But what’s happened is he has now become a person to me. So when I walk by him, I can’t just say, “oh, I’ve given him my dollar, I’m taken care of for the day,” or “I’m not giving him the money, he’s a bum, he deserves what he gets.” What I’ve done is I’ve engaged in a transaction with him and that transaction makes me think about the society I live in. It makes me think about Andrew Carnegie … is this the … you know, what is the right way to handle these issues, and it makes me think that there are all kinds of social issues and social policies that arise from that single little encounter on the street that I now have … that I can’t ignore.

I have become, because of David and because of the thought process that follows and our giving exchange … I think a more responsible citizen.

HEFFNER: And what is that, when you say “more responsible citizen”, somehow or other, Julie, as I read your book, I came to think, “my God, Julie Salamon, is what I would have called in my youth, a “social democrat”; she is surfacing here and maybe this has done this to her and maybe she’s always been this, you’re talking about a social conscience. You say here, and I couldn’t help but take note of it, you say, “Maimonides had in mind … what he had in mind was something larger than transference of wealth; something more important than social engineering, he was aiming for something more ephemeral; nothing less than the achievement of a just world. That’s what you’re talking about.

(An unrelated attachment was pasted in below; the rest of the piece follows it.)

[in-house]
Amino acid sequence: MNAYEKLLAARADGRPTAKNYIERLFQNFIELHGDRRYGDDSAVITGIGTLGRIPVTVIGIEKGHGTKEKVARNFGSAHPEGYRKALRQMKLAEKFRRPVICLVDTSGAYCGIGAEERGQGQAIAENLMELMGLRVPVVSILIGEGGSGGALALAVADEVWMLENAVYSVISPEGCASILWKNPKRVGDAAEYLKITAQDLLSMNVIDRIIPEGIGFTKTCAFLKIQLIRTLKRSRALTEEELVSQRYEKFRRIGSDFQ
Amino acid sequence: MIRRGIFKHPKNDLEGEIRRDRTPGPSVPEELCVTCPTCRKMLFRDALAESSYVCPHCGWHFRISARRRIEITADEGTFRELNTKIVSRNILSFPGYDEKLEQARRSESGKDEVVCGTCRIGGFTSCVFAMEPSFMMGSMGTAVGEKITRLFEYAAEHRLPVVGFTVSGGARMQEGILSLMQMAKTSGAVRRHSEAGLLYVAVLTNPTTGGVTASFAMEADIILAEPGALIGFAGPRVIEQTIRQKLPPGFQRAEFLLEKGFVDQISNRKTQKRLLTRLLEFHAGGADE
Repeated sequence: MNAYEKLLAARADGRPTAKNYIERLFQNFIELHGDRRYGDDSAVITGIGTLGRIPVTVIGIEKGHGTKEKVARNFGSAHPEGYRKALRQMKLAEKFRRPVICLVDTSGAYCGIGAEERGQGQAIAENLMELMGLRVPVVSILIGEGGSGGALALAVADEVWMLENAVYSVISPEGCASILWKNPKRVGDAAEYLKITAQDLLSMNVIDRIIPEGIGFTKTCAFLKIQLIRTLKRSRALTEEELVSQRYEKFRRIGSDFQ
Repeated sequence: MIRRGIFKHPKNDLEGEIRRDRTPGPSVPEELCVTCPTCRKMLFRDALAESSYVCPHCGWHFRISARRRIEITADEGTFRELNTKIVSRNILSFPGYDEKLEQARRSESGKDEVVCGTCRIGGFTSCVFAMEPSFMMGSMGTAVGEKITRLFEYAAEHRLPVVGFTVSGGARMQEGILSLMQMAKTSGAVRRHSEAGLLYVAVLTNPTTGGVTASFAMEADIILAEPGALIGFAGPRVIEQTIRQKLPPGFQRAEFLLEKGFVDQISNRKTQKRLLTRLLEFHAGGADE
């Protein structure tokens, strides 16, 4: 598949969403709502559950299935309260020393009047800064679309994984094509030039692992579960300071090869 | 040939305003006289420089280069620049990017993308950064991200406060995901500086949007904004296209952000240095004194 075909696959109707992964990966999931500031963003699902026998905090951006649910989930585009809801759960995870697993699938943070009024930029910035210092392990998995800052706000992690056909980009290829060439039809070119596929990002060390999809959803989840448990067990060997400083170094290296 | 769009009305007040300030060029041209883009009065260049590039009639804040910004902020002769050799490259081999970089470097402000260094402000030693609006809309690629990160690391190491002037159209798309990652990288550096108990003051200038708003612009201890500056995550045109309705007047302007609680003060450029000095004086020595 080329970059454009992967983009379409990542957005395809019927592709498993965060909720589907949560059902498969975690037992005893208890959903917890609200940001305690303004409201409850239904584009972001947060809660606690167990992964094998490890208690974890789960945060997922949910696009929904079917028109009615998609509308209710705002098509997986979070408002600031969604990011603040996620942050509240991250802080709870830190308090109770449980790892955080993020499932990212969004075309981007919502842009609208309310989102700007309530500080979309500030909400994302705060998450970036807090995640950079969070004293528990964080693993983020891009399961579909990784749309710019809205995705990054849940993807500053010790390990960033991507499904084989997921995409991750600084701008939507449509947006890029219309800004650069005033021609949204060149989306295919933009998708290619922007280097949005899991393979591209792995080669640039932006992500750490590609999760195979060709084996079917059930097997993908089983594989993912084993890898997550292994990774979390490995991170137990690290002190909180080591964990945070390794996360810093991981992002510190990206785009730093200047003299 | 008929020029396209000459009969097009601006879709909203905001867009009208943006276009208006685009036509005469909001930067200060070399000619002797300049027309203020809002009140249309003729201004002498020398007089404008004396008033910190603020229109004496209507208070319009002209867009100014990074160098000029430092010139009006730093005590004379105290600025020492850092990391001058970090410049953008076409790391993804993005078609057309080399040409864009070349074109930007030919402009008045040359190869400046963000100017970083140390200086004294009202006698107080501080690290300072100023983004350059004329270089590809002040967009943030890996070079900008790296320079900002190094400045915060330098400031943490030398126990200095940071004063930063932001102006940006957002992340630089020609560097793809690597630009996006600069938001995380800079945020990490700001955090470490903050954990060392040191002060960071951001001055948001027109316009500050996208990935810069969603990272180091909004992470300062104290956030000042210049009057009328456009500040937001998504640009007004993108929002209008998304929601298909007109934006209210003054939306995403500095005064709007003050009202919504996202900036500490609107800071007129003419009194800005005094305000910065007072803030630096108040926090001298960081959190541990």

SALAMON: That’s right.

HEFFNER: This, this “tough love” that you’re … tough charity that you’re involved in, really is a, is you’re waving a banner for a just world. And I love you for it. How does it fit in to contemporary charity? Contemporary giving. Because you’re, you’re pretty tough here, you, you raise a question, and I wanted to ask you whether you’d already given an answer to it … you talk about a Land’s End catalogue … you, you make the point that so much of this begins for you, with 9/11 …


HEFFNER: With everything that happened then. And the need to reach out to others who were suffering so … and you write here about a Land’s End catalogue which salutes children who have done good works and promises to donate $5,000 to each of their causes. “Is the worthiness lessened by the fact that these born-heroes are also promotional ploys for Land’s End products which occupy all but the first couple of pages of the catalogue.” Then your, your “zowie” question … “and is there anything wrong with turning given into part of the search for profit?” I don’t know that I know your answer to that question.